What Choice Means to Childfree Women


Today marks the anniversary of the historic 1973 Supreme Court decision in Roe v. Wade, which legalized abortion—and yet, the future of that decision has never felt more uncertain.

Brett Kavanaugh, who in 2017 claimed “the government has permissible interests in favoring fetal life,” is now sitting on the Supreme Court, tilting the scales in favor of overturning the mandate. And legislation like Ohio Senate Bill 145, which in late 2018 made the most common abortion procedure illegal; and Indiana Senate Bill 203, which allows women to be prosecuted for the loss—through abortion or miscarriage—of a fetus at any stage of development; make the climate described in Margaret Atwood’s The Handmaid’s Tale feel less like fiction.

We are a childfree filmmaker and a childfree writer who each have a personal stake in the right to choose—and we know that those who believe that women should be allowed to choose when, whether and how they become mothers need to share their stories and speak up, for both themselves and for those who don’t have the same opportunity to be heard, now more than ever. Countless women we have interviewed in the course of our work do just that, and stress that their lives would no longer feel like their own should their ability to decide when or whether to become mothers be taken from them.

a protest sign bears the image of a uterus raising a clenched fist.

(Marc Nozell / Creative Commons)

Women, children and communities thrive when parenthood is a choice that is made freely, and not forcibly. In the making of her film To Kid or Not To Kid, both mothers and non-mothers open up to Maxine about their reproductive journeys. Their stories make clear that access to abortion is a fundamental right needed for all women, mothers or not. Some of the women shared that they had abortions when they were not yet ready to become parents, but that they later became mothers when the timing was right; others knew that motherhood was never a role they wished to play, and valued their right to make that decision for themselves.

Retaining the right to abortion is essential, but it is just one part of the story when it comes to what’s needed for women to enjoy true reproductive freedom. To Kid or Not To Kid also explores the life of one millennial who is certain she doesn’t want children, and suffers serious side effects from various methods of birth control. She seeks a more permanent solution through tubal ligation, but is denied surgery time and again throughout the film.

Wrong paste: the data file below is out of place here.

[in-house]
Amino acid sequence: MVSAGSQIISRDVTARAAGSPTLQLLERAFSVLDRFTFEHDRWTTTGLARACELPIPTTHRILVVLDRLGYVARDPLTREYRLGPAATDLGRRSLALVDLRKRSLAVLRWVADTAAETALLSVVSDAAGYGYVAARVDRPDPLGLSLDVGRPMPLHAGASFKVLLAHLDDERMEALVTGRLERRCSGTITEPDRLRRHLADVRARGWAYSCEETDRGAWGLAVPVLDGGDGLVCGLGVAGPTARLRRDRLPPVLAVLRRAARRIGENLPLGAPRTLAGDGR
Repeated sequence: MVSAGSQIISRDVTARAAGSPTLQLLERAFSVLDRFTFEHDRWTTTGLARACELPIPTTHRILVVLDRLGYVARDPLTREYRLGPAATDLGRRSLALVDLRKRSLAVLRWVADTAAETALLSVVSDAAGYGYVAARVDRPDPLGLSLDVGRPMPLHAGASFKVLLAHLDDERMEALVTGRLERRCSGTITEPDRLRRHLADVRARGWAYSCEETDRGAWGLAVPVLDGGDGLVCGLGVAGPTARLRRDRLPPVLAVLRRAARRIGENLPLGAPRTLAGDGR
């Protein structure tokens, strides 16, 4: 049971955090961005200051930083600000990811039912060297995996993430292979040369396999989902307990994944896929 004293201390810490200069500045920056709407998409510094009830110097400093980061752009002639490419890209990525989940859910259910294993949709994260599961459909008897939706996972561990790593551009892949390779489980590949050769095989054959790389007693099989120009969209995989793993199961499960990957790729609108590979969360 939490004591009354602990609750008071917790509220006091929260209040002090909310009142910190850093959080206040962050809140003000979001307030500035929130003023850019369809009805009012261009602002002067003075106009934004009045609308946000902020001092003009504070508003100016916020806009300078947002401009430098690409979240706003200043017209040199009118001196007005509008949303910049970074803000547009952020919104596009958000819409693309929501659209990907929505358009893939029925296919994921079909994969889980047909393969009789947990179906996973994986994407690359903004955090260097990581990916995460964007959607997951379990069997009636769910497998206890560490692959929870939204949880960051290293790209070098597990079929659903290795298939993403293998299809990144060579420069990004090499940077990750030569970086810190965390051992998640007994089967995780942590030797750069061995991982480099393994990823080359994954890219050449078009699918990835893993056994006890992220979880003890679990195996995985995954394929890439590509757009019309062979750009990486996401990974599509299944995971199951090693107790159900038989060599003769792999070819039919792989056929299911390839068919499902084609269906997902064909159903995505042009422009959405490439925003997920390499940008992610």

In Amy’s interviews with childfree women for her book Childfree by Choice, she discovered that for many women, complete reproductive autonomy is more an ideal than reality. Some women have difficulty accessing any form of birth control; others describe doctors who refuse to provide access to permanent solutions like sterilization unless women have previously given birth. (The U.K.’s own National Health Service indicates that “you may be more likely to be accepted for the operation if you’re over 30 and have had children.”) This means that many childfree women who wish to remain so are out of luck, so far as the most effective birth control method is concerned.

“The decision whether or not to bear a child is central to a woman’s life, to her well-being and dignity,” Supreme Court Justice Ruth Bader Ginsburg famously said in her 1993 confirmation hearing. “It is a decision she must make for herself. When Government controls that decision for her, she is being treated as less than a fully adult human responsible for her own choices.” Today, those words ring as true as ever.

Until women are trusted to know and make the choices that are right for them as individuals, women will never be completely free.

Maxine Trump has directed documentaries for TV networks from Discovery to Sundance, and is author of The Documentary Filmmaker’s Roadmap. Her film Musicwood was a New York Times Critics’ Pick; a free screening of her film To Kid or Not To Kid that is open to the public is scheduled for Friday, February 1 at the University of Maine.

Amy Blackstone is professor in Sociology and the Margaret Chase Smith Policy Center, where she studies the childfree choice, civic engagement and workplace harassment. She will serve on a panel discussion following the February screening of Maxine’s film. Her book Childfree by Choice comes out in June. 

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